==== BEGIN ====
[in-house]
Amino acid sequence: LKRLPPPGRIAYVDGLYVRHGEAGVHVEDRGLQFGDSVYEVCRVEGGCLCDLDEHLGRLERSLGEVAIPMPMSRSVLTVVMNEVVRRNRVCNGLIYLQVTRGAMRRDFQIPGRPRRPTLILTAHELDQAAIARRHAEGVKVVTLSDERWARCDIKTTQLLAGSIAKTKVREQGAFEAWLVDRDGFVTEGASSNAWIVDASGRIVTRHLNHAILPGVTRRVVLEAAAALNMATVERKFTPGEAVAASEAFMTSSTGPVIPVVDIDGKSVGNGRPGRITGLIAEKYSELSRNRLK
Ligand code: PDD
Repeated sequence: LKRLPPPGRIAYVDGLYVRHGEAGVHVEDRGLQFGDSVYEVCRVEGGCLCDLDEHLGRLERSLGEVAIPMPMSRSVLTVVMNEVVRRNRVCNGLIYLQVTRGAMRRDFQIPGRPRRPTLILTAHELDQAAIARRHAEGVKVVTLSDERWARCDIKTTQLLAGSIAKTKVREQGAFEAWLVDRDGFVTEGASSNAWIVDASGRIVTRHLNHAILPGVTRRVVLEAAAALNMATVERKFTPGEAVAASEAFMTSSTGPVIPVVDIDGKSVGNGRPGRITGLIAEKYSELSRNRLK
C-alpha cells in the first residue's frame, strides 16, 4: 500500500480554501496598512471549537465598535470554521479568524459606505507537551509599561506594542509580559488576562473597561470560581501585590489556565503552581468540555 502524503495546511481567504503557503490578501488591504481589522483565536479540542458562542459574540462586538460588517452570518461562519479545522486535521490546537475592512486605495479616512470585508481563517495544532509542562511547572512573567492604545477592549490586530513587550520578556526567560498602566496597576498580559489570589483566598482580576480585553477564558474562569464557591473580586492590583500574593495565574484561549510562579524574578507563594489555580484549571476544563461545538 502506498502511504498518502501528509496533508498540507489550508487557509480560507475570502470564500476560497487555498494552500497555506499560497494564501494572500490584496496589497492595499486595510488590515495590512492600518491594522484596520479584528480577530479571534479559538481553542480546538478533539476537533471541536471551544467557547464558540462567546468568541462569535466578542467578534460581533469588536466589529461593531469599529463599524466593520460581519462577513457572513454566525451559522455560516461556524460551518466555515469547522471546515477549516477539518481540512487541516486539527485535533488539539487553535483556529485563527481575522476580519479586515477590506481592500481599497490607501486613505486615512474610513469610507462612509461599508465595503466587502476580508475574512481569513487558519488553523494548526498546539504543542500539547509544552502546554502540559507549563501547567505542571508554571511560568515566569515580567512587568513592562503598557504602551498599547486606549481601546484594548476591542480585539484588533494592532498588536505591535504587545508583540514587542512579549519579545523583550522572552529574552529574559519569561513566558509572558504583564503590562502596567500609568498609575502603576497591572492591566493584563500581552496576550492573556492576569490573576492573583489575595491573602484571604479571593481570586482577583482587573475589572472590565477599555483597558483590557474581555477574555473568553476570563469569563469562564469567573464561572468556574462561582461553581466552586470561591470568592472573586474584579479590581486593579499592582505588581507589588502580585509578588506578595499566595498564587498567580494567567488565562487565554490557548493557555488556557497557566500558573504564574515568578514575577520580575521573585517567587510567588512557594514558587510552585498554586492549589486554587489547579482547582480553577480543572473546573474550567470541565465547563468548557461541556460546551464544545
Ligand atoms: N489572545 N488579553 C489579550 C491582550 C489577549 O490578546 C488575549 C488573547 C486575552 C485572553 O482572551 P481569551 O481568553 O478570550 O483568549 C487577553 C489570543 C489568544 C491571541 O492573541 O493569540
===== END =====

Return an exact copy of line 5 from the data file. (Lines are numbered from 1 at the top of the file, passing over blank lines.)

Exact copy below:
C-alpha cells in the first residue's frame, strides 16, 4: 500500500480554501496598512471549537465598535470554521479568524459606505507537551509599561506594542509580559488576562473597561470560581501585590489556565503552581468540555 502524503495546511481567504503557503490578501488591504481589522483565536479540542458562542459574540462586538460588517452570518461562519479545522486535521490546537475592512486605495479616512470585508481563517495544532509542562511547572512573567492604545477592549490586530513587550520578556526567560498602566496597576498580559489570589483566598482580576480585553477564558474562569464557591473580586492590583500574593495565574484561549510562579524574578507563594489555580484549571476544563461545538 502506498502511504498518502501528509496533508498540507489550508487557509480560507475570502470564500476560497487555498494552500497555506499560497494564501494572500490584496496589497492595499486595510488590515495590512492600518491594522484596520479584528480577530479571534479559538481553542480546538478533539476537533471541536471551544467557547464558540462567546468568541462569535466578542467578534460581533469588536466589529461593531469599529463599524466593520460581519462577513457572513454566525451559522455560516461556524460551518466555515469547522471546515477549516477539518481540512487541516486539527485535533488539539487553535483556529485563527481575522476580519479586515477590506481592500481599497490607501486613505486615512474610513469610507462612509461599508465595503466587502476580508475574512481569513487558519488553523494548526498546539504543542500539547509544552502546554502540559507549563501547567505542571508554571511560568515566569515580567512587568513592562503598557504602551498599547486606549481601546484594548476591542480585539484588533494592532498588536505591535504587545508583540514587542512579549519579545523583550522572552529574552529574559519569561513566558509572558504583564503590562502596567500609568498609575502603576497591572492591566493584563500581552496576550492573556492576569490573576492573583489575595491573602484571604479571593481570586482577583482587573475589572472590565477599555483597558483590557474581555477574555473568553476570563469569563469562564469567573464561572468556574462561582461553581466552586470561591470568592472573586474584579479590581486593579499592582505588581507589588502580585509578588506578595499566595498564587498567580494567567488565562487565554490557548493557555488556557497557566500558573504564574515568578514575577520580575521573585517567587510567588512557594514558587510552585498554586492549589486554587489547579482547582480553577480543572473546573474550567470541565465547563468548557461541556460546551464544545